Book Review: Laos File by Dale Dye
Dale A. Dye
Open Road Integrated Media
Publication Date: 22 JAN 2013
5 out of 5 stars
I originally requested this title to review after seeing the author’s name. Dale Dye, the author of Platoon (an Oliver Stone movie) has a distinguished military career (Bronze Star with Valor!) as well as having a reputation for portraying solid military characters in a long list of gems like Band of Brothers, Platoon and Saving Private Ryan.
Laos File is the story of a dead Marine’s lifelong friend, Warrant Officer Shake Davis, an active duty Marine “Gunner” at the end of his military career. With the occasional contextual flashback, we follow Gunner Davis in the era of the Clinton Administration as he off-handedly discovers that his friend had worked for a certain government agency in the 1970s on a mission involving MIAs in Vietnam. Gunner Davis is thrust into a sprint to be the first to find the Laos File, a batch of documents that may describe the fate of over 200 missing US service members.
The characters are more fully developed than most novels in the action-espionage-war genres. It’s a little more gritty than most, using military slang when appropriate. I found it strangely refreshing, especially since I recently set aside a different title for using too much jargon at inappropriate places. But Dye avoids this error. His terms are dead on and at times I felt like most civilians would perhaps find this device a little confusing. But for me, well, it felt comfortable. Familial backgrounds and social influences shaping the characters are brought into character development in a fluid way without forcing us into those back stories.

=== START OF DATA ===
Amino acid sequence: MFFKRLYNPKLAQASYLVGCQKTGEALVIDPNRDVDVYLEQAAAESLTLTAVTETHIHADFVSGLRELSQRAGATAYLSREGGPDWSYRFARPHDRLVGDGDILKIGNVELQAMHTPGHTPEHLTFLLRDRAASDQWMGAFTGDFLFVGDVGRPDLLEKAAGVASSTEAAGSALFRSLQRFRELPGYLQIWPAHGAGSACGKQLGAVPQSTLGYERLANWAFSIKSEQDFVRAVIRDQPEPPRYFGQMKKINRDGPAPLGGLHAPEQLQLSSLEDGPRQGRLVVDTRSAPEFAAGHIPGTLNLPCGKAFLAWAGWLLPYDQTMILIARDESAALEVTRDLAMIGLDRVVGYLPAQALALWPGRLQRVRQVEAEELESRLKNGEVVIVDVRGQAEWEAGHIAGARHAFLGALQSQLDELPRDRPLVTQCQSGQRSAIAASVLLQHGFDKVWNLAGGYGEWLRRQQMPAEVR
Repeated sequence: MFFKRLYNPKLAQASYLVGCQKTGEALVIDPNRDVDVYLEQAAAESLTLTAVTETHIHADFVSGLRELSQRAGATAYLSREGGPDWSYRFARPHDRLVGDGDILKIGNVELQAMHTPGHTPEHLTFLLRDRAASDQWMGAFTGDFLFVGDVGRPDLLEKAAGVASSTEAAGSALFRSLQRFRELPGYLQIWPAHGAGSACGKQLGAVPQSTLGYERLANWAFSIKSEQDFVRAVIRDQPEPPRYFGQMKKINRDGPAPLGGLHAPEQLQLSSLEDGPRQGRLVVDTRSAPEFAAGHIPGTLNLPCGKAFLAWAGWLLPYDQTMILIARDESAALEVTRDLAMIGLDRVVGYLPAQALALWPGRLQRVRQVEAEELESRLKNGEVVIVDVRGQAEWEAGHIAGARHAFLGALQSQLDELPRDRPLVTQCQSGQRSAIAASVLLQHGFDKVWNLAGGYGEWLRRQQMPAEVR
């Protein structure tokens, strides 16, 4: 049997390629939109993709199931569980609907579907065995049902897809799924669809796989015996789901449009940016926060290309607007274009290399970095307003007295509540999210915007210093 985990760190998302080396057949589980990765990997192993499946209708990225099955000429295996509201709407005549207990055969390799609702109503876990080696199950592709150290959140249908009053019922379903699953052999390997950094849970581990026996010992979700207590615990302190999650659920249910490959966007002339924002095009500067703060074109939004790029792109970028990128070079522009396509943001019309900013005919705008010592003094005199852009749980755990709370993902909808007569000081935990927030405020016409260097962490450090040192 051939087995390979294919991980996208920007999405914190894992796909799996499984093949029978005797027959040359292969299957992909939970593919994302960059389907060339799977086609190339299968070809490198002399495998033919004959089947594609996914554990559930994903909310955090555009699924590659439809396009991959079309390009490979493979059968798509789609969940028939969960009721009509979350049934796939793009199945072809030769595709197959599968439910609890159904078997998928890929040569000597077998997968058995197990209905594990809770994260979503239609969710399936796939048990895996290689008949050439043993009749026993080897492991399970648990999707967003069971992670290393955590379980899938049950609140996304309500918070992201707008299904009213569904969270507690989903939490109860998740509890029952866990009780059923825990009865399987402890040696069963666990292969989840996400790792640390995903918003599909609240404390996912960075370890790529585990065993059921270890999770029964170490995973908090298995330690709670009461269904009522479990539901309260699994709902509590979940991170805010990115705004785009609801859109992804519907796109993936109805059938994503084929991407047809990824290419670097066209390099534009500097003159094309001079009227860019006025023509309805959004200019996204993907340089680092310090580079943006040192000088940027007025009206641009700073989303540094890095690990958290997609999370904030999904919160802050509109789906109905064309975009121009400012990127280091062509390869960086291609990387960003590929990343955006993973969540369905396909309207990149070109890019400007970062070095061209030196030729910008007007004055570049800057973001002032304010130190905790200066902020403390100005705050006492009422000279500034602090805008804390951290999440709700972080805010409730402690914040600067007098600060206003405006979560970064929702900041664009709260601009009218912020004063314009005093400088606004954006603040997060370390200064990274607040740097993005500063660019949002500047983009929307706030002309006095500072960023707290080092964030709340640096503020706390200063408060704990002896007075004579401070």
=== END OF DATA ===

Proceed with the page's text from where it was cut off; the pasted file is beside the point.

I really enjoyed the narrative voices used in this book. When Gunner Davis is the focus, it is with his thoughts, using military jargon with a distinct rough, edgy unwaveringly military ethos. It is such an obviously helpful device, that it escaped my notice until well into the reading when the voice is a Vietnamese Soldier reflecting on the horrors of his own participation in the war. My initial feelings of a disjointed story were all for naught. My mind disengaged from critical evaluation to fully enjoying the action and carefully worked out tensions.
I think Vince Flynn fans would find this a welcome read. I would love to see this adapted to a movie with Dale Dye as Gunner Davis. I have no doubt that it would be a successful venture.
I thoroughly enjoyed this title. It’s gritty where it needs to be. It is believable at so many points as really good war stories should be. Without a doubt and without fail, Laos File is just another example of Dale Dye’s skill set.